Politics

Why you've nothing to fear from 15-minute cities despite Tory scaremongering

The Conservatives are railing against made-up "sinister" plans to stop you going to the shops.

15 minute cities

Transport secretary Mark Harper claimed 15 minute cities are a Labour plot. Image: Telegraph/YouTube

Imagine a future where you can’t travel more than 15 minutes from your house. Where socialists running your local council restricts how often you can nip to the shops. Actually, don’t, because it’s complete nonsense.

Looking for a straw to grasp as an election grows closer, the Conservative Party has seized upon the language of 15-minute city conspiracy theories, claiming nefarious urban planners are out to seize your personal freedom. It’s motorists vs everyone else.

Some UK councils, including Oxford, Sheffield and Bristol, have introduced plans for 15-minute cities. Rather than restricting freedom, the plans aim to ensure residents of a city live within a quarter of an hour of the amenities they need, with less need for car journeys. 

Controversy over 15-minute cities sits alongside far-right theories such as the “Great Reset”, and overarching ideas about a controlling global elite set on destroying personal freedoms, which gained popularity in the wake of Covid-19 lockdowns . One Tory MP, Nick Fletcher, said the idea was part of an “international socialist concept”.

This baseless rhetoric has now found its way to the heart of government.

As Rishi Sunak announced his “plan for drivers”, the Department for Transport confirmed it aims to “stop councils implementing so called ‘15-minute cities’”.

The onslaught continued at the party’s conference in Manchester. Transport secretary Mark Harper railed against “a Labour-backed movement” which will “remove your freedom to get from A to B how you want”, with the “sinister” idea that councils will decide “how often you go to the shops”.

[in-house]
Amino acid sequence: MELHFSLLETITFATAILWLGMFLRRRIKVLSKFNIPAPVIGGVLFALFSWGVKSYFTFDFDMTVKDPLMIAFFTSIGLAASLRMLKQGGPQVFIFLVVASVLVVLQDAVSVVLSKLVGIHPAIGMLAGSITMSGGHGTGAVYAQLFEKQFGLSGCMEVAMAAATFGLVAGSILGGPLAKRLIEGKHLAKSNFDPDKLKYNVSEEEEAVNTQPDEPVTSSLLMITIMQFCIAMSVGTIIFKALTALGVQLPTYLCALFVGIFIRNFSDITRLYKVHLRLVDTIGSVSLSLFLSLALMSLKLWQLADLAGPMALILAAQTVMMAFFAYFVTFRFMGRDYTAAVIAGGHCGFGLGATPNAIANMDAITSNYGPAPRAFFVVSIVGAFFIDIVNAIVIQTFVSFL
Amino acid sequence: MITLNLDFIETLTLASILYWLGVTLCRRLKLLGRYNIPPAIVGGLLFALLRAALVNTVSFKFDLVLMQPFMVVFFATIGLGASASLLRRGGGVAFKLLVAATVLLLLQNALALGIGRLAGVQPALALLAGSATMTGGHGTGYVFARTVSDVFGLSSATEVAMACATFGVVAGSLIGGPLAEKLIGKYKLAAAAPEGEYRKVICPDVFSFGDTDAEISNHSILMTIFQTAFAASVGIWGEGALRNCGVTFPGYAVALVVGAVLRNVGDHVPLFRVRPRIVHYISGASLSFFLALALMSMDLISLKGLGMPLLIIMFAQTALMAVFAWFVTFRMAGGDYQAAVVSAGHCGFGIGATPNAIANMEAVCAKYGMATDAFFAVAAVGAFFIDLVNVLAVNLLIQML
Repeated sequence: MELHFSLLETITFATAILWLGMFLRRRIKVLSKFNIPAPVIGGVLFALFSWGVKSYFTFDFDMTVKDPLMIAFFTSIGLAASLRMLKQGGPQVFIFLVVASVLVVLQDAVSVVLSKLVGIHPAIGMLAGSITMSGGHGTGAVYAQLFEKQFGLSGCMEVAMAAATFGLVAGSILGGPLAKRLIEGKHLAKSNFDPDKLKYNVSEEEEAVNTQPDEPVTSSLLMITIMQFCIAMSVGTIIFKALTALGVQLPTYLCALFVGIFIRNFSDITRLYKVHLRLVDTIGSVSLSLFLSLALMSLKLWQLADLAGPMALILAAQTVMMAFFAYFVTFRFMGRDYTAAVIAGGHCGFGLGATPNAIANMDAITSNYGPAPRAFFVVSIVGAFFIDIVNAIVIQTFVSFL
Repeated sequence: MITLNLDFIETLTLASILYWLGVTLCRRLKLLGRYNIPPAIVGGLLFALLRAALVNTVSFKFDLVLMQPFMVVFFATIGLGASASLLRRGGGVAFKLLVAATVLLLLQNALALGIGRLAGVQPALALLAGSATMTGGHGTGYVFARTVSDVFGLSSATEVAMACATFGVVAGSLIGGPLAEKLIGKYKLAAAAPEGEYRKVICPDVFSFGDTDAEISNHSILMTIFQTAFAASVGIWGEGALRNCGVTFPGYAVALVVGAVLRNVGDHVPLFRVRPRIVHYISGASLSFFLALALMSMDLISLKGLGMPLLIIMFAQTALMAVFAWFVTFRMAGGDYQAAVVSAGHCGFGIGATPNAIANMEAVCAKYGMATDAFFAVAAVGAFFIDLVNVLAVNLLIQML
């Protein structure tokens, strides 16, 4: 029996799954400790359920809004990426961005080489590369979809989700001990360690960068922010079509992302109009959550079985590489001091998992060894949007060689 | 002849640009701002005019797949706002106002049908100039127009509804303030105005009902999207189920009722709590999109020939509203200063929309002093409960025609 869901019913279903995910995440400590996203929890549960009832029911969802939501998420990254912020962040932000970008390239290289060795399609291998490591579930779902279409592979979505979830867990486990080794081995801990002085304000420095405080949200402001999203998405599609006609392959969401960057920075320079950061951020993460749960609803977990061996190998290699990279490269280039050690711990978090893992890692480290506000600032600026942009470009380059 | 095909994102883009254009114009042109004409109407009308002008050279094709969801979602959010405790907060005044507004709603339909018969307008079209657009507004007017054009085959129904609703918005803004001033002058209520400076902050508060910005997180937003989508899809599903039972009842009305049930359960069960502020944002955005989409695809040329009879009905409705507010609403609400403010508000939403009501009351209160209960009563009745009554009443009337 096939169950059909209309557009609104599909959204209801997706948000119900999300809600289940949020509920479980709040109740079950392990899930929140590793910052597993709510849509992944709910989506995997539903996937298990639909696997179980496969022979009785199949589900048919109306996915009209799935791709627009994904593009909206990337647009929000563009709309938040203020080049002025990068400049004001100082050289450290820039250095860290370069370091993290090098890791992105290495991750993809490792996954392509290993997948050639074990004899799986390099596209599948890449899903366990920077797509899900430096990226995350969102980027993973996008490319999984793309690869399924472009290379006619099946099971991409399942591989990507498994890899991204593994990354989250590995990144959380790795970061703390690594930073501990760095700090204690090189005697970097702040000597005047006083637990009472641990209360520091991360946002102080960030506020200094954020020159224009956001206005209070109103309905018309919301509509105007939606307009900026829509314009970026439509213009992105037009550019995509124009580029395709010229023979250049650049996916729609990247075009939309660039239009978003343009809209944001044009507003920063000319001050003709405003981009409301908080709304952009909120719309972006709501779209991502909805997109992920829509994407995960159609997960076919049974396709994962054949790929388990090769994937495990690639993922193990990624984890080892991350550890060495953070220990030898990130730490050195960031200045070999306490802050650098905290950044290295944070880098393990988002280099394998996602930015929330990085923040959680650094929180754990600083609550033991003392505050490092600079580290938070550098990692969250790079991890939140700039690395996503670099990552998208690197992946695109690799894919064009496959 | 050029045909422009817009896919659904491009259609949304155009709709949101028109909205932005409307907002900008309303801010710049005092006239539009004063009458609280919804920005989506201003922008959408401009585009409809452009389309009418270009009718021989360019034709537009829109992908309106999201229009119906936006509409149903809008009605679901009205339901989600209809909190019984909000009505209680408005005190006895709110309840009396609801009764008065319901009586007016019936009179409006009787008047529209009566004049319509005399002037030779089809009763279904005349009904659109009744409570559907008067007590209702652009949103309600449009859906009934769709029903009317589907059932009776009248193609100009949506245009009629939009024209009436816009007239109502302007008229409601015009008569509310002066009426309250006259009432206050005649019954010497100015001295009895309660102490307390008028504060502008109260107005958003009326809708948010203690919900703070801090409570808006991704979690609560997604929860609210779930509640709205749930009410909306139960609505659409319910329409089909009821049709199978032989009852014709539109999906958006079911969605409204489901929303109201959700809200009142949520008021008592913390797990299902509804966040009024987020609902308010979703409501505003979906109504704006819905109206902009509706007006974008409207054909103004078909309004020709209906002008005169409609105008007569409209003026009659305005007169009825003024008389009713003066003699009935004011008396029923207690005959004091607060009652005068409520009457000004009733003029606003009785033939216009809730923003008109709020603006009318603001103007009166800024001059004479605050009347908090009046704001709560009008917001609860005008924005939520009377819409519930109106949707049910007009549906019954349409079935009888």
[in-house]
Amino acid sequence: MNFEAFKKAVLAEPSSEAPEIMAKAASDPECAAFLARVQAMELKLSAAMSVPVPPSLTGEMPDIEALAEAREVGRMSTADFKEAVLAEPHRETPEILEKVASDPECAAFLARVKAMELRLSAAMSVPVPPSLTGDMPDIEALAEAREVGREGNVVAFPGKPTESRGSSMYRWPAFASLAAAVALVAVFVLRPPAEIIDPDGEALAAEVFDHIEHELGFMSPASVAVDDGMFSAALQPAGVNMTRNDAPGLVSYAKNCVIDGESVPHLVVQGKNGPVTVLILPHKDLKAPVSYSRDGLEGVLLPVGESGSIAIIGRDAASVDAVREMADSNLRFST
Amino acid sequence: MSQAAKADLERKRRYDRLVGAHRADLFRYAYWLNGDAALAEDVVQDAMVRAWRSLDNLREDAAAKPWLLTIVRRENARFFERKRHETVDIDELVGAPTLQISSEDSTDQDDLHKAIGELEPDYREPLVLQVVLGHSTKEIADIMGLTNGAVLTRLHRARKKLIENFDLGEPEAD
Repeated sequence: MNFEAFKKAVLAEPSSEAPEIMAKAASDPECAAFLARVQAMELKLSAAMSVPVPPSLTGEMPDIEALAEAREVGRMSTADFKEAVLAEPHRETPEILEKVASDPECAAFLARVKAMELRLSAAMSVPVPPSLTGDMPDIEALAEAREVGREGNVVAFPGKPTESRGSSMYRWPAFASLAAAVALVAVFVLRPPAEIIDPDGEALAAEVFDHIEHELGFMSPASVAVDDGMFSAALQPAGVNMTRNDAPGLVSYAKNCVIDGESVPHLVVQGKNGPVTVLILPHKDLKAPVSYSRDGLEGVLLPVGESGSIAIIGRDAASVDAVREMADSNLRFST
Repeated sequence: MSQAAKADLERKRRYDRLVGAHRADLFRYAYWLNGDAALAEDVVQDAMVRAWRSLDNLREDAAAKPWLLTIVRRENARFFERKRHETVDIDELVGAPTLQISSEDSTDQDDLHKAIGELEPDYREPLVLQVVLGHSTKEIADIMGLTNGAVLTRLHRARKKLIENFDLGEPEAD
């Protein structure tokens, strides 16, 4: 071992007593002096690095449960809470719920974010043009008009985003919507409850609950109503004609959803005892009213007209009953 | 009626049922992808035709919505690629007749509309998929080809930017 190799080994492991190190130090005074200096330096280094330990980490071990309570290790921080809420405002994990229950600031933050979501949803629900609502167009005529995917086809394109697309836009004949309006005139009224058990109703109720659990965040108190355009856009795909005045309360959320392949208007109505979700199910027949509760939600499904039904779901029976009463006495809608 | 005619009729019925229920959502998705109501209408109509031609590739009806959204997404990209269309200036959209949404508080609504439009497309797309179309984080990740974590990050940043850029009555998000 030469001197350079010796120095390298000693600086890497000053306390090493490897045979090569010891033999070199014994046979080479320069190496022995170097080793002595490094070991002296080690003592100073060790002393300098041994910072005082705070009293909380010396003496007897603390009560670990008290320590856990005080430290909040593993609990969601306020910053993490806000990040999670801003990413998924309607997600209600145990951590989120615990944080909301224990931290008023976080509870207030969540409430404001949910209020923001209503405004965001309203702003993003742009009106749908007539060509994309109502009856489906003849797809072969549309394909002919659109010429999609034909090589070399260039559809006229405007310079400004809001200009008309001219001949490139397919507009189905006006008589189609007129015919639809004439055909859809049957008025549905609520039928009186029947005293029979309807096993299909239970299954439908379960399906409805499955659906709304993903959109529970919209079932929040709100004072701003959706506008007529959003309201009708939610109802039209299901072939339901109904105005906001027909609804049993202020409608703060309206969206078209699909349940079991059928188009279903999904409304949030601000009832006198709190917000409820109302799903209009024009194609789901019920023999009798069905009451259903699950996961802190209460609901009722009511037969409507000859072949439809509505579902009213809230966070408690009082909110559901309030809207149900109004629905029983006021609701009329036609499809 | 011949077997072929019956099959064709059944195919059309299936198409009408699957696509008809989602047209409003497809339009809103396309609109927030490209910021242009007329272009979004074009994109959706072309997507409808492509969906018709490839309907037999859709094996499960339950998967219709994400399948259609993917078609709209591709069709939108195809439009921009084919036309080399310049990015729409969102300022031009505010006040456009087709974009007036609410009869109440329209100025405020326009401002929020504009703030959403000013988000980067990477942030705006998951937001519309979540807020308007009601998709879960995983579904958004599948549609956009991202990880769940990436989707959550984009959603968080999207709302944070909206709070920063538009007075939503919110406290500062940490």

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This kind of talk will come as a shock to, uh, the government. In a response to a petition calling for local referendums on 15-minute cities, the Department for Levelling Up, Housing and Communities said “15-minute cities aim to provide people with more choice about how and where they travel, not to restrict movement”, openDemocracy reports.

Pressed on the evidence behind their claims, ministers have struggled to come up with answers.

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“People are worried that this is an infringement on their liberties,” nuclear and networks minister Andrew Bowie said to BBC’s PM radio programme.

When told he shouldn’t make people concerned about something they have no reason to be fearful of, and asked for examples, Bowie simply said: “People are concerned already.”

The rise of the conspiracy theories has even led to death threats for academic Carlos Moreno, who coined 15-minute cities as a concept to make cities more sustainable and healthy,

Moreno called time on the government’s misuse of the idea, saying it raises “deep concerns”. He urged Sunak to avoid “rash statements that cater only to a segment of the population, specifically car enthusiasts”.

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